The following discussion is directed to systems and methods for stitching multiple images together in a wide-format printer to form a single, seamless, composite image. The human visual system is highly sensitive to linear features and can readily perceive errors as small as 10 μm in the placement of rows or columns of pixels on a page. Splicing pixelated image fields at their common boundaries without creating noticeable seams between the image fields or other visible artifacts is complicated by the difficulty of locating corresponding pixels in two separate image fields with sufficient accuracy to render a simple splice invisible. However, the use of multiple scanner assemblies and various image stitching methods as described herein reduces the visibility of image splices in the presence of such pixel placement errors and achieves seamless image stitching in a manner that provides benefits over prior wide-format printers using single laser scanner assemblies. Such benefits include, for example, a smaller optical spot size, reduced cost, reduced overall size for the printer, increased page rate, and in some cases, the ability to design and manufacture a laser scanner having a format width which exceeds the current state of the art for conventional laser scanner designs.
Exemplary System Environment
This disclosure is applicable to various types of imaging devices 102 that may be generally configurable to operate using, for example, a wide format, and that use a beam of light to record an image onto a photoconductive or otherwise photosensitive surface, such as devices capable of implementing an electrophotographic (EP) imaging/printing process or photographic imaging process for rendering PDL (page description language) data in printed form on a print medium. Therefore, imaging device 102 can include devices such as laser-based printers, photocopiers, scanners, fax machines, multifunction peripheral devices and other EP-capable devices, as well as photographic printers.
Host computer 104 can be implemented as a variety of general purpose computing devices including, for example, a personal computer (PC), a server, a Web server, and other devices configured to communicate with imaging device 102. Host computer 104 typically provides a user with the ability to manipulate or otherwise prepare in electronic form, an image or document to be rendered as an image that is printed or otherwise formed onto a print medium by imaging device 102 after transmission over network 106. In general, host computer 104 outputs host data to imaging device 102 in a driver format suitable for the device 102, such as PCL or PostScript. Imaging device 102 converts the host data and outputs it in a wide format onto an appropriate recording medium, such as paper, transparency or photographic film.
Controller 200 is typically a printed circuit assembly that includes a memory 208 such as Random Access Memory (RAM) and/or non-volatile memory for holding an image to be printed, executable instructions, and other data for controller 200. Controller 200 also includes a microprocessor 210 to process images, instructions and other data, in addition to other general data formatting circuitry such as that illustrated in data formatter 212. Data formatter 212 is typically embodied as an ASIC (application specific integrated circuit) having various blocks of hardware implemented as logic gates. Thus, data formatter 212 includes a rasterizer block 214, a phase lock circuit block 216, a joint/splice locator block 218, and PWM (pulse width modulation) drive circuit block 204. Rasterizer block 214 and joint/splice locator block 218 might also be implemented as firmware instructions stored in a memory 208 and executable on processor 210.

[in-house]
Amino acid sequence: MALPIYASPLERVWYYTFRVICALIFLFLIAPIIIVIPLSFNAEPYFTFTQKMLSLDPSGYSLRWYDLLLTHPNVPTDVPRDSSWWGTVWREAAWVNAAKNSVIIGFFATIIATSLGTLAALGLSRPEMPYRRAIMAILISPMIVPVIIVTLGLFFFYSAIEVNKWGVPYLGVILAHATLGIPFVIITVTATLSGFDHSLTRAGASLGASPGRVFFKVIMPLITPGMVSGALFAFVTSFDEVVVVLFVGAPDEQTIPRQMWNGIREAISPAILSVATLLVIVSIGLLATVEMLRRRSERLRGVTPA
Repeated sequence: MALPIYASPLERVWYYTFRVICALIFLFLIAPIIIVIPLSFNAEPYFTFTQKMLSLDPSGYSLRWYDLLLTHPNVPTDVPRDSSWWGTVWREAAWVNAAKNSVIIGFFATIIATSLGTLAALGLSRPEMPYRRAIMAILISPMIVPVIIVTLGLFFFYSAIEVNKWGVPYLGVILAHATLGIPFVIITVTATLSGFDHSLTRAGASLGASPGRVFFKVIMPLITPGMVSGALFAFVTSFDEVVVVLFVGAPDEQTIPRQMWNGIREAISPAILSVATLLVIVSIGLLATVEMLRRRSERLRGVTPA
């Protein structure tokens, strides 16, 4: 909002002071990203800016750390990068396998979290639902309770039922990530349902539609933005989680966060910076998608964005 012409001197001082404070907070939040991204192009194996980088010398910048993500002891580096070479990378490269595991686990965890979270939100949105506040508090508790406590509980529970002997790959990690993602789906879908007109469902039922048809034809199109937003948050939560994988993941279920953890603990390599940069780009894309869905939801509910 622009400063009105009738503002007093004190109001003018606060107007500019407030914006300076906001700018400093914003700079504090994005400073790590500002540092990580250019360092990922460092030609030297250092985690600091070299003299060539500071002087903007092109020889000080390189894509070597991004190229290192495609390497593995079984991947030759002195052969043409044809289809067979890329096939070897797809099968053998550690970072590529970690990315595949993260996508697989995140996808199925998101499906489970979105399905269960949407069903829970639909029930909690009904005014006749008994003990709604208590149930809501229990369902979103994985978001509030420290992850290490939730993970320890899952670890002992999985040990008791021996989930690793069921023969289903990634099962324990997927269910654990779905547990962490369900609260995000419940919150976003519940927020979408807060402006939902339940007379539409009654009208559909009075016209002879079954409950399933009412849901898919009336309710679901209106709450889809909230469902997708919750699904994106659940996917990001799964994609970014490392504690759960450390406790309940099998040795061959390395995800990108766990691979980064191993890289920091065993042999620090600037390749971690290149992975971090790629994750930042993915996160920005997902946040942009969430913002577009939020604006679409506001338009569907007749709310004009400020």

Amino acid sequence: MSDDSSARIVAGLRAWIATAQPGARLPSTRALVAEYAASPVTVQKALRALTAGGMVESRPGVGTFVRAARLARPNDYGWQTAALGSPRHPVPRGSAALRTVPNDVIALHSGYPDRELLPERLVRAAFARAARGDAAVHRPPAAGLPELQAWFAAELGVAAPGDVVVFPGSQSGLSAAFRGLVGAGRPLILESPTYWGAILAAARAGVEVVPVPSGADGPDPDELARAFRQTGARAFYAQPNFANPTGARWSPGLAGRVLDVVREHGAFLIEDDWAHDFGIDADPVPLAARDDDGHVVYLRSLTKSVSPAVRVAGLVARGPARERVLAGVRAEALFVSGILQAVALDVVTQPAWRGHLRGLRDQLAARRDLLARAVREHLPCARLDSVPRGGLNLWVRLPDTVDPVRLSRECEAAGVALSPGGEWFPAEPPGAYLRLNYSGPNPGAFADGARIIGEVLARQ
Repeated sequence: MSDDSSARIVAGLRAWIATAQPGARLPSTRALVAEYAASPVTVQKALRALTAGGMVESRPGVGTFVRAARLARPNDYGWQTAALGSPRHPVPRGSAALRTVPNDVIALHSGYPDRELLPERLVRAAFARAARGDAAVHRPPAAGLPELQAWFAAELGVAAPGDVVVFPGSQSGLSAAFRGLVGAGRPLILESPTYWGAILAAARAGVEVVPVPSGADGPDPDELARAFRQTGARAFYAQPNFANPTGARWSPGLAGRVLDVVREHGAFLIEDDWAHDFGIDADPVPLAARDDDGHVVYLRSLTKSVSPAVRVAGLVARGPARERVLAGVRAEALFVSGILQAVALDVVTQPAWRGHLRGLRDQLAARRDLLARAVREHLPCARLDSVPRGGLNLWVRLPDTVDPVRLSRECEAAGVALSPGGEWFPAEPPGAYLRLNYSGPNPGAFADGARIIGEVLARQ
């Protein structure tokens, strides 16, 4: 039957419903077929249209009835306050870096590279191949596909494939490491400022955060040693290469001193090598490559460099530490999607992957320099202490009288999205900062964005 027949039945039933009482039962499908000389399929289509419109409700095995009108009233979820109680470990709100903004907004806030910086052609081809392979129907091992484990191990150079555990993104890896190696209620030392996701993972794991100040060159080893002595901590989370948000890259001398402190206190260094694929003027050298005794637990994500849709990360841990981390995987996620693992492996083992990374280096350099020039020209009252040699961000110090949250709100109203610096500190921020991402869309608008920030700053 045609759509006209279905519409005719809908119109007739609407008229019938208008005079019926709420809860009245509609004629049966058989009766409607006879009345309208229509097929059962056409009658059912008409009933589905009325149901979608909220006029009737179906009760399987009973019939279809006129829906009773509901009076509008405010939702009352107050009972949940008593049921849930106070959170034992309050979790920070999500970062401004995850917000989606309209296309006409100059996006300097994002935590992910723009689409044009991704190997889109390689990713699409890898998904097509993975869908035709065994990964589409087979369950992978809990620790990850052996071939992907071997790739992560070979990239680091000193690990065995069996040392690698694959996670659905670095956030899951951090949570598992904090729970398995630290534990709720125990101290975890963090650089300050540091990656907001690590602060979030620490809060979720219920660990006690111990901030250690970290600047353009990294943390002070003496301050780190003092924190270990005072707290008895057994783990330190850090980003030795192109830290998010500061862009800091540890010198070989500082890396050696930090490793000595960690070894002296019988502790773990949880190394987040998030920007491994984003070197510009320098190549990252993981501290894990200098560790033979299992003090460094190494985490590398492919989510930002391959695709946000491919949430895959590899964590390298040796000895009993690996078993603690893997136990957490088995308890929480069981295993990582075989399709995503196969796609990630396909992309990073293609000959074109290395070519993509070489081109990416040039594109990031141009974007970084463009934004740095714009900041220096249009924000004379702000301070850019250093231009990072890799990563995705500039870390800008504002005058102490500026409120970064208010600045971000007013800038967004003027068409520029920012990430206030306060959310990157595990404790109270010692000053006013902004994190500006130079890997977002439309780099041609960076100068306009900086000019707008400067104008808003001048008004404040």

In general, rasterizer 214 converts print data from computer 104 into pixel/video data that PWM drive circuit 204 uses to form an image on photosensitive element 206. More specifically, PWM drive circuit 204 uses pixel data from rasterizer 214 to control the flow of drive current to light sources, such as laser sources 220, in image forming system 202. In response to the drive current, laser sources 220 generate pulsating laser beams 222 to form images on photosensitive element 206. The time period of the pulses of the laser beams 222 corresponds to the time period of the pulses of the pixel/video data. Laser sources 220 may be multi-element laser diode arrays, each capable of emitting multiple independently-modulated beams for simultaneously writing multiple scan lines, as is well known in the art.
As discussed in greater detail below, the described embodiment of
In the described embodiment of
As a pulsating beam 222 is scanned across photosensitive element 206, it exposes regions or spots along a scan line 232 on the surface of photosensitive element 206 that have a dimension in the direction of the scan. The exposed regions or image spots represent pixel data (i.e., raster image data), and their dimensions along a scan line 232 are determined by the time periods of the pulses of the video data that drives PWM drive circuit 204. In a typical electro-photographic process in which photosensitive element 206 is a photoconductor, exposed regions have a different electrostatic charge than unexposed regions. The electrostatic charge differential forms a latent image on photoconductor 206 that permits development of ink or toner to the photoconductor 206 in a pattern corresponding to the latent image. A transfer roller or belt (not shown) may be used to facilitate the transfer of ink or toner from the photoconductor onto a print medium in the form of a visible image.